Misreading the domestic politics and mood of Iran over the years

LONDON — Whether or not you believe that history repeats itself, here’s something to think about as President Barack Obama and Iran’s President Hassan Rouhani seem to be edging toward reconciliation.

Thirty-four years ago, I reported from Tehran that some of the leaders of the Iranian revolution thought the crisis with the US was about to be resolved. Militant Iranian students who had seized the US Embassy a month earlier were still holding 52 American hostages in the occupied buildings.

But on that cold December day, a Tehran newspaper thought it saw a ray of light. It summed up the official mood with a hopeful headline: “American Public Opinion is Shifting in Favor of Iran.”

The paper got it all wrong. Iranian officials had assumed that some of the sniping at American foreign policy in the US presidential campaign represented public opinion, rather than political opportunism, and thought the US was about to give in to Iran’s demands.

As it turned out, Carter administration officials had also misread the domestic politics of Iran. Members of the hard-line clerical faction were using the issue of what to do with the hostages as a means of attacking the moderates. The hostage crisis became bogged down in bitter political infighting and dragged on for another 14 months, until President Jimmy Carter lost re-election and President Ronald Reagan took office.

The hostage crisis left an indelible impression on the American psyche. Mention Iran, and most Americans think of ranting mullahs and angry crowds chanting “death to America.”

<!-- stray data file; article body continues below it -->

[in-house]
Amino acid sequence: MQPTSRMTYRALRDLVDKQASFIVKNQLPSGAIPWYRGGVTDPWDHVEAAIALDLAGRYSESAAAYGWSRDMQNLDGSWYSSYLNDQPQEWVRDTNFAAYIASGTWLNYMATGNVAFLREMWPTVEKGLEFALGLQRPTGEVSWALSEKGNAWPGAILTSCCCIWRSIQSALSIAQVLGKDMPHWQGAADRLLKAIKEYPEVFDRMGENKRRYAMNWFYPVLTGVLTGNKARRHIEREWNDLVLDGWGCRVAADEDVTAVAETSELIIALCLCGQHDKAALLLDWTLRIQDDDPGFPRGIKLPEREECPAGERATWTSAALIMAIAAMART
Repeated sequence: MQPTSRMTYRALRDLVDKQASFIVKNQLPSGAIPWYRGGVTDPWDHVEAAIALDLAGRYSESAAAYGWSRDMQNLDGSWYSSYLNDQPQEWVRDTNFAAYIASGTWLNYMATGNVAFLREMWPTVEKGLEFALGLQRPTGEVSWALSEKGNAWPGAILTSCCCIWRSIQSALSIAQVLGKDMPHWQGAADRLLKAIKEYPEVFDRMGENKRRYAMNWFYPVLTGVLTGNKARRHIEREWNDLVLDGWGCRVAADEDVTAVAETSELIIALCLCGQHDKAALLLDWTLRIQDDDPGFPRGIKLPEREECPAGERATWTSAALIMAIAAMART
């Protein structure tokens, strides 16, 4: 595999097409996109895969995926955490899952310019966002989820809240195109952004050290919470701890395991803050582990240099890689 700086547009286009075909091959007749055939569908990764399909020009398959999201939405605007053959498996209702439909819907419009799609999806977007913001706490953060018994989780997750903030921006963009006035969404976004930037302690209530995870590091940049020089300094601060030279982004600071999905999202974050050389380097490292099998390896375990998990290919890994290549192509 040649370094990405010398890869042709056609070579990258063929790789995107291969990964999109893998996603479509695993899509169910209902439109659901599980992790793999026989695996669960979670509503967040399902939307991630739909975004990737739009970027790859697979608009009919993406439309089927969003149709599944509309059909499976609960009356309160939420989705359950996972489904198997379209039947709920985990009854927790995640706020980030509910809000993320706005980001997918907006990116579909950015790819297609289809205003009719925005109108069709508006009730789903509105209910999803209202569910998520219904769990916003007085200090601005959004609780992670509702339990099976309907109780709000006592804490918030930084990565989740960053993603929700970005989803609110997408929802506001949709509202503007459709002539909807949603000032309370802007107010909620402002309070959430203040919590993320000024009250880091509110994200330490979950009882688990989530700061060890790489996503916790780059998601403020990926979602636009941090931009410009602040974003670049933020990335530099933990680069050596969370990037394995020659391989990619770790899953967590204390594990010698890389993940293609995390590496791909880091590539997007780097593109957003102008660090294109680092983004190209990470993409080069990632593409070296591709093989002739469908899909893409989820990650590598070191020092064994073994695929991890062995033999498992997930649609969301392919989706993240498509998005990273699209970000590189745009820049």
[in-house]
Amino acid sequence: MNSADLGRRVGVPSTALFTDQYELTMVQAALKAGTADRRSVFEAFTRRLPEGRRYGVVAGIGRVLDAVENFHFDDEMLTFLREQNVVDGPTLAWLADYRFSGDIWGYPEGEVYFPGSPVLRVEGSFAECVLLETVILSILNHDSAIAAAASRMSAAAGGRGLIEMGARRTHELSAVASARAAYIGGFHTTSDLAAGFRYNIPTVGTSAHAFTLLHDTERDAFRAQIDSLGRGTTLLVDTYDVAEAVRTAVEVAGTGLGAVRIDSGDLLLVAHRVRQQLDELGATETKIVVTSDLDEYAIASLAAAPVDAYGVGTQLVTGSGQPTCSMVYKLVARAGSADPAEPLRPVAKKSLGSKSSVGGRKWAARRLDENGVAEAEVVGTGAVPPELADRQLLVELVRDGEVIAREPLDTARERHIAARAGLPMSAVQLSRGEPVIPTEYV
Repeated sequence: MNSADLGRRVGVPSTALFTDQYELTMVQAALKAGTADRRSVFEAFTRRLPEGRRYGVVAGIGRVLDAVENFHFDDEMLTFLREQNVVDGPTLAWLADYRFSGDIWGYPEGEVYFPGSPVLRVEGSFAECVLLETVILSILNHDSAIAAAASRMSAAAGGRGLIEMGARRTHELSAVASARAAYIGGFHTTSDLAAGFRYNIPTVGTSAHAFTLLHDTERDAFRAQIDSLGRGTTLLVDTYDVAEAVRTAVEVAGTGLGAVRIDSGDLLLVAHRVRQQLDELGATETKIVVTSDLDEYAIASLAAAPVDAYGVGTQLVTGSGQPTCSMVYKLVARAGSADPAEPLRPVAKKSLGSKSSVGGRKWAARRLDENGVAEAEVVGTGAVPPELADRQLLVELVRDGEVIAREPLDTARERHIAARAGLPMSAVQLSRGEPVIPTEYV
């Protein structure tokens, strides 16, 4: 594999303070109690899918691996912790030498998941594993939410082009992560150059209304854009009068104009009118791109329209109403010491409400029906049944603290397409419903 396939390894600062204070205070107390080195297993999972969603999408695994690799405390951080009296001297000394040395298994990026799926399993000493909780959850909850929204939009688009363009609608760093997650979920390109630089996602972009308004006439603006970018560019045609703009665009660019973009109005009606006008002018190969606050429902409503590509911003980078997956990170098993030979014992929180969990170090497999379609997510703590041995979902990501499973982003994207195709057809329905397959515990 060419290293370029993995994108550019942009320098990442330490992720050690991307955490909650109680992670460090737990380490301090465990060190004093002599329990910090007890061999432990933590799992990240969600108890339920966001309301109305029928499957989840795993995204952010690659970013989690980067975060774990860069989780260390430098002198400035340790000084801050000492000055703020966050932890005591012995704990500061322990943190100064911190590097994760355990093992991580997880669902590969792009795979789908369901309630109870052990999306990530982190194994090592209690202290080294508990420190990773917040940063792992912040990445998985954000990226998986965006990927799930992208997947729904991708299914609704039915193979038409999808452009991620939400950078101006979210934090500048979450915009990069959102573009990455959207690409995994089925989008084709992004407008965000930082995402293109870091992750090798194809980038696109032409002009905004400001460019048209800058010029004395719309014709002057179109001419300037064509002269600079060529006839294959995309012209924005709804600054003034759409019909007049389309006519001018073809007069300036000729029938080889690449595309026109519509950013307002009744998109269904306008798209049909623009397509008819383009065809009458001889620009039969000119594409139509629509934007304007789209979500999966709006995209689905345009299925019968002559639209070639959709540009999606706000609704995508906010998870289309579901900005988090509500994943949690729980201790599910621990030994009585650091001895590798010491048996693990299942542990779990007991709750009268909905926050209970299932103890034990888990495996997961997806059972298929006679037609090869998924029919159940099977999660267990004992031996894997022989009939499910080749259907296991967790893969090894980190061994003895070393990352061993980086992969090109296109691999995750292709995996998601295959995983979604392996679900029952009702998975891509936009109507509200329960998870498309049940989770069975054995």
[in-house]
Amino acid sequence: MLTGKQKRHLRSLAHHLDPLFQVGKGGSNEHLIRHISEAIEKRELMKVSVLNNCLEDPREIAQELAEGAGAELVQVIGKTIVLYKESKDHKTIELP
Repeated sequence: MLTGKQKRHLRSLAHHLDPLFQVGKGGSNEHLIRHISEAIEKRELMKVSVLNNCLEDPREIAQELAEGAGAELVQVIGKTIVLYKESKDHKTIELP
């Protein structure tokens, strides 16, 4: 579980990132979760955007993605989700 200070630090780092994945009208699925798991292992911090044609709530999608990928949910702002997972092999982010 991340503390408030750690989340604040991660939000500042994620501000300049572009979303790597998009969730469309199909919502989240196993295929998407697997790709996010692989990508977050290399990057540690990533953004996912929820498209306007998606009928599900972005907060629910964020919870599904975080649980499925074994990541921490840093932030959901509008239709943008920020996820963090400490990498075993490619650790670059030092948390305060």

That’s what they saw on their televisions, but it wasn'tt all you saw if you were an American journalist in Iran. What we put on the air or described on our reports was largely political theater — a show meant to frighten foreigners and strengthen domestic support of Iranian politicos.

The Iranians who orchestrated the demonstrations in front of the occupied US Embassy knew we would put them on the air because they made “great television.” So did the Friday mass prayer meetings in Tehran that became a highlight of American reports from the country.

But if you were there, covering the demonstrations, it eventually became apparent that they were a sham, and the Muslim clergy was beginning to have trouble getting large numbers of people to turn out.

It bothered me that we were giving the folks back home a false picture that people all over Iran were baying for American blood. So one day, we went around the corner to film what was happening on a main street a few blocks from the embassy. Nothing was happening. People were going about their daily business, oblivious to the show a few blocks away.

I reported during one of the demonstrations in March 1980 that “the atmosphere was a mixture of carnival and rent-a-crowd. It was certainly not an angry mob.”

In fact, the militant “students” who were holding the embassy once suggested to our CBS crew the best camera angles to make the crowd look as large as possible.